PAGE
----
Series 3 - The Devil Of Christmas
It is Austria, Krampusnacht, December 1977. Julian Devonshire, his pregnant wife Kathy, their son Toby and mother in law Celia arrive at the alpine chalet for a family holiday. They are shown around by Klaus who tells the family about the local legend of The Devil of Christmas. All the good children are given gifts by St. Nicholas, and all the bad ones are punished by the demonic Krampus. But who has been good, and who has been bad?
- Tuesday 27th December 2016
- BBC Two
- 30 minutes
Cast & crew
|Steve Pemberton||Julian Devonshire|
|Jessica Raine||Kathy Devonshire|
|Rula Lenska||Celia Devonshire|
|George Bedford||Toby Devonshire|
|Naz Osmanoglu||Young Dennis|
|Derek Jacobi||Dennis Fulcher (Voice)|
|Cavan Clerkin||Interviewer (Voice)|
|Jon Plowman||Executive Producer|
|Simon Rogers||Production Designer|
A new series of Inside No 9 starts in early 2017 but as a brilliant curtain raiser here's a one-off episode with a Yuletide theme. The Devil of Christmas is set in December 1977 in an Alpine chalet where a nice middle class English family has arrived to enjoy a skiing holiday.Bruce Dessau, Beyond The Joke, 24th December 2016
Inside No. 9 makes its long-awaited return with a festive special on 27th December, entitled 'The Devil of Christmas'.Sophie, The Velvet Onion, 26th December 2016
Steve Pemberton and Reece Shearsmith's twisted anthology comedy returns for a Christmas special, with Pemberton, Jessica Raine and Rula Lenska hamming it up gleefully as a family getting more than they bargained for while on an Alpine holiday. Initially, it's a homage to 70s TV melodrama. But a voiceover - director's commentary or something more sinister? - lends an uneasy undertone, and soon the spoofy chuckles are over.Phil Harrison, The Guardian, 27th December 2016
It is Austria, Krampusnacht, December 1977. Julian Devonshire (Steve Pemberton), his pregnant wife Kathy (Jessica Raine), their son Toby and mother-in-law Celia (Rula Lenska) arrive at the alpine chalet for a family holiday.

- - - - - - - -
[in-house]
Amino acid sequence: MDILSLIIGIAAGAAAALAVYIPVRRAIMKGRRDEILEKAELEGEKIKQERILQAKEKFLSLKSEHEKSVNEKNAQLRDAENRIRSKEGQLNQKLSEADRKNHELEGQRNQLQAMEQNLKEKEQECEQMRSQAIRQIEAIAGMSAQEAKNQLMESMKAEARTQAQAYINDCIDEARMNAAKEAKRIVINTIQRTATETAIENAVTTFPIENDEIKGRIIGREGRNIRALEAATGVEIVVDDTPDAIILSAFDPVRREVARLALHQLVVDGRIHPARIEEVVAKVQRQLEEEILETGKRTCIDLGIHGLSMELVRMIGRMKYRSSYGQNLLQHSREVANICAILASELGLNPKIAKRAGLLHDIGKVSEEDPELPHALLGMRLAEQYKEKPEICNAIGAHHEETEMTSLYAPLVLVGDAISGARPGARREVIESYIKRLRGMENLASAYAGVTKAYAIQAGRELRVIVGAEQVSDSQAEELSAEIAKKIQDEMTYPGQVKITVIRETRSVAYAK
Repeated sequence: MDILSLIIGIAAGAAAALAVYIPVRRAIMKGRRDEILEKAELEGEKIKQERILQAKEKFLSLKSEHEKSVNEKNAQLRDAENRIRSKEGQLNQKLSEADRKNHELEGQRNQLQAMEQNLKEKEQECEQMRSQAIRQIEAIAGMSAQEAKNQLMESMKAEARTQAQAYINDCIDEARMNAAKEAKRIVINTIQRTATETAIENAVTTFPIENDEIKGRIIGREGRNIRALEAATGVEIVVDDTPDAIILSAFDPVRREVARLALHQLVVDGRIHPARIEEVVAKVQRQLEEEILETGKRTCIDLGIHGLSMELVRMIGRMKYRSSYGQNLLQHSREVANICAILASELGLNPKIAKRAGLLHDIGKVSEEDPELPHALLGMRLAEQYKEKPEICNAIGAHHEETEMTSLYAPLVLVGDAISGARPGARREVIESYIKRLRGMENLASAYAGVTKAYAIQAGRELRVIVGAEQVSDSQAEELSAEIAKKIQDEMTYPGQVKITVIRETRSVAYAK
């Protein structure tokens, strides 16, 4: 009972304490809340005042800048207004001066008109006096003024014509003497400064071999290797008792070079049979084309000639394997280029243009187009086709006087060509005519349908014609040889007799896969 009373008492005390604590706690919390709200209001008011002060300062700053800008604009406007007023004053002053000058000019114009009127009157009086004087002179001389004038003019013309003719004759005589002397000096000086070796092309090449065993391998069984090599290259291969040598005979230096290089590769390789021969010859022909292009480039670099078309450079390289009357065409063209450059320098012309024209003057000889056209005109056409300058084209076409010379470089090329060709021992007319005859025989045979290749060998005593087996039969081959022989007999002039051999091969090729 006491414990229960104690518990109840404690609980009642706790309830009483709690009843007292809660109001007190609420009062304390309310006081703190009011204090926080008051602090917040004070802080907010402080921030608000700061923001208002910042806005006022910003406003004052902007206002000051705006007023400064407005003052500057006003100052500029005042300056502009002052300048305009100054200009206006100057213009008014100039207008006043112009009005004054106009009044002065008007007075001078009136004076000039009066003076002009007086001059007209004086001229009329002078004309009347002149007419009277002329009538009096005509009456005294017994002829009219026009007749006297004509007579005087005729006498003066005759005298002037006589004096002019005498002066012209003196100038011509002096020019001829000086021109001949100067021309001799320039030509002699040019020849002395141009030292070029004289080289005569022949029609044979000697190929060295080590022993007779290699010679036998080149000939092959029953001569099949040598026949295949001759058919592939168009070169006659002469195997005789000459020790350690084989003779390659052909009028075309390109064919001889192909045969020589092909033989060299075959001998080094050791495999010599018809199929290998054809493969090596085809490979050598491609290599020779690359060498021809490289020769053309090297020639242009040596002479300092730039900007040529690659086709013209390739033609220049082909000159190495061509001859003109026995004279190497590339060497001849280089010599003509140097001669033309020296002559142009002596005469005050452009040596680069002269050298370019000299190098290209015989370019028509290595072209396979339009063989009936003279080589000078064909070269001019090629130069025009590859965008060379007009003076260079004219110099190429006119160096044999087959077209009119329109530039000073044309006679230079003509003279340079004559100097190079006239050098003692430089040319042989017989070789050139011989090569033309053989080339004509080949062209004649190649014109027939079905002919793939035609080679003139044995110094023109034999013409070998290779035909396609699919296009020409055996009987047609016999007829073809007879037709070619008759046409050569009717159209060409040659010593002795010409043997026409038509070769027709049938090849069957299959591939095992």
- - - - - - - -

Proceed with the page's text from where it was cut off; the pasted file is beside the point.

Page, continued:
They are shown around by Klaus (Reece Shearsmith) who tells the family about the local legend of The Devil of Christmas. All the good children are given gifts by St. Nicholas, and all the bad ones are punished by the demonic Krampus.
But who has been good, and who has been bad?Elliot Gonzalez, I Talk Telly, 27th December 2016
How could I have doubted them? The two darkly brilliant men who write and star in this series, Steve Pemberton and Reece Shearsmith, have never once let us down. Whether in The League Of Gentlemen or in this creepy anthology series, They simply do not put a foot wrong.
I was initially underwhelmed by this Christmas special. It was good but nothing spectacular ... and then it reared up and slapped me out of my complacency. It grabbed me by the lapels and shook me hard and reminded just me who I'm dealing with. The show is styled like a 70s BBC drama: streaky lights, shaky sets, wooden acting, clumsy shifts in focus and a wildly panning camera. It tells the tale of Krampus, The Devil of Christmas, who is stalking an English family as they take a winter break in a cosy Austrian chalet. A director's commentary is tacked onto the programme mocking its production values and gossiping about the actors - but nothing is as it seems and there's a fine twist. It's weird, bizarre and brilliant.Julie McDowall, The National, 27th December 2016
Like with all of Inside No. 9 however, the real twist in the tale comes at the very end. Of course it would be bad of me to spoil it, which just goes to show what incredible writing talent Shearsmith and Pemberton have. The horror and dark twists certainly come as a surprise, while the commentary provides the humour. It is worth watching a few times because you can easily miss some gags.Ian Wolf, On The Box, 27th December 2016
The opening episode of the third season of Inside No 9 is a Christmas themed nightmare, dealing with the old legend of Krampus.Andrew Allen, Cult Box, 27th December 2016
The Inside No. 9 Christmas special is an expertly layered treat for fans of vintage horror.Louisa Mellor, Den Of Geek, 27th December 2016
It's a gargantuan, incredibly precise task to make such gloriously terrible TV, a skill reserved for only the greatest of comics. But Inside No. 9 achieves it - a demented, finely-honed comedy that also works as a twist-filled Christmas mystery.Adam White, The Telegraph, 28th December 2016